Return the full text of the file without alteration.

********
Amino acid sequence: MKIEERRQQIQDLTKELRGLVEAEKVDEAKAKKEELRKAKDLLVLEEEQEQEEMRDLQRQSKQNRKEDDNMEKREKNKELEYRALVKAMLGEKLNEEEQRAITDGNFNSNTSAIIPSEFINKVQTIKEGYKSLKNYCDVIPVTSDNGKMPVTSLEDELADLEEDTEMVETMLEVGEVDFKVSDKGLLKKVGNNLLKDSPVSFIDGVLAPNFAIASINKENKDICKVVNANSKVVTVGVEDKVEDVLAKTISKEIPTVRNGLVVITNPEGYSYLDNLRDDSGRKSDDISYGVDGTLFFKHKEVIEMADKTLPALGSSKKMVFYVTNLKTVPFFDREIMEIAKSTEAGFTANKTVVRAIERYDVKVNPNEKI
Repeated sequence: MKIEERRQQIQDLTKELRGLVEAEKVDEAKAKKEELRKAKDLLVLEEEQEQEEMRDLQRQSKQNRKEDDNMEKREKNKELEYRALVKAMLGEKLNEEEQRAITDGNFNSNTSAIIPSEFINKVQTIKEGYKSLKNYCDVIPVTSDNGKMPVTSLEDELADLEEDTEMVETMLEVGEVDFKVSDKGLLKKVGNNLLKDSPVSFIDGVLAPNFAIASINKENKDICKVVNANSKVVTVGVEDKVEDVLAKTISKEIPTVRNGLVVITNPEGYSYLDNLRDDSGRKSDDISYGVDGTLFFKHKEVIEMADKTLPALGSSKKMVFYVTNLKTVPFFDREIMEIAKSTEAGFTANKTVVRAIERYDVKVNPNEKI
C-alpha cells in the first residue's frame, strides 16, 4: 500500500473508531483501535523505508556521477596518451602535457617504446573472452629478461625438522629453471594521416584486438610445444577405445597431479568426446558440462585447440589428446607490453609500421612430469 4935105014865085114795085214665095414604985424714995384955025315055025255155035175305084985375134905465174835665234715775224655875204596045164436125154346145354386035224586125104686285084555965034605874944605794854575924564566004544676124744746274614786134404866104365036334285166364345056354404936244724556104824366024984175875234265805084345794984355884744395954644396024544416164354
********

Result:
Amino acid sequence: MKIEERRQQIQDLTKELRGLVEAEKVDEAKAKKEELRKAKDLLVLEEEQEQEEMRDLQRQSKQNRKEDDNMEKREKNKELEYRALVKAMLGEKLNEEEQRAITDGNFNSNTSAIIPSEFINKVQTIKEGYKSLKNYCDVIPVTSDNGKMPVTSLEDELADLEEDTEMVETMLEVGEVDFKVSDKGLLKKVGNNLLKDSPVSFIDGVLAPNFAIASINKENKDICKVVNANSKVVTVGVEDKVEDVLAKTISKEIPTVRNGLVVITNPEGYSYLDNLRDDSGRKSDDISYGVDGTLFFKHKEVIEMADKTLPALGSSKKMVFYVTNLKTVPFFDREIMEIAKSTEAGFTANKTVVRAIERYDVKVNPNEKI
Repeated sequence: MKIEERRQQIQDLTKELRGLVEAEKVDEAKAKKEELRKAKDLLVLEEEQEQEEMRDLQRQSKQNRKEDDNMEKREKNKELEYRALVKAMLGEKLNEEEQRAITDGNFNSNTSAIIPSEFINKVQTIKEGYKSLKNYCDVIPVTSDNGKMPVTSLEDELADLEEDTEMVETMLEVGEVDFKVSDKGLLKKVGNNLLKDSPVSFIDGVLAPNFAIASINKENKDICKVVNANSKVVTVGVEDKVEDVLAKTISKEIPTVRNGLVVITNPEGYSYLDNLRDDSGRKSDDISYGVDGTLFFKHKEVIEMADKTLPALGSSKKMVFYVTNLKTVPFFDREIMEIAKSTEAGFTANKTVVRAIERYDVKVNPNEKI
C-alpha cells in the first residue's frame, strides 16, 4: 500500500473508531483501535523505508556521477596518451602535457617504446573472452629478461625438522629453471594521416584486438610445444577405445597431479568426446558440462585447440589428446607490453609500421612430469 4935105014865085114795085214665095414604985424714995384955025315055025255155035175305084985375134905465174835665234715775224655875204596045164436125154346145354386035224586125104686285084555965034605874944605794854575924564566004544676124744746274614786134404866104365036334285166364345056354404936244724556104824366024984175875234265805084345794984355884744395954644396024544416164354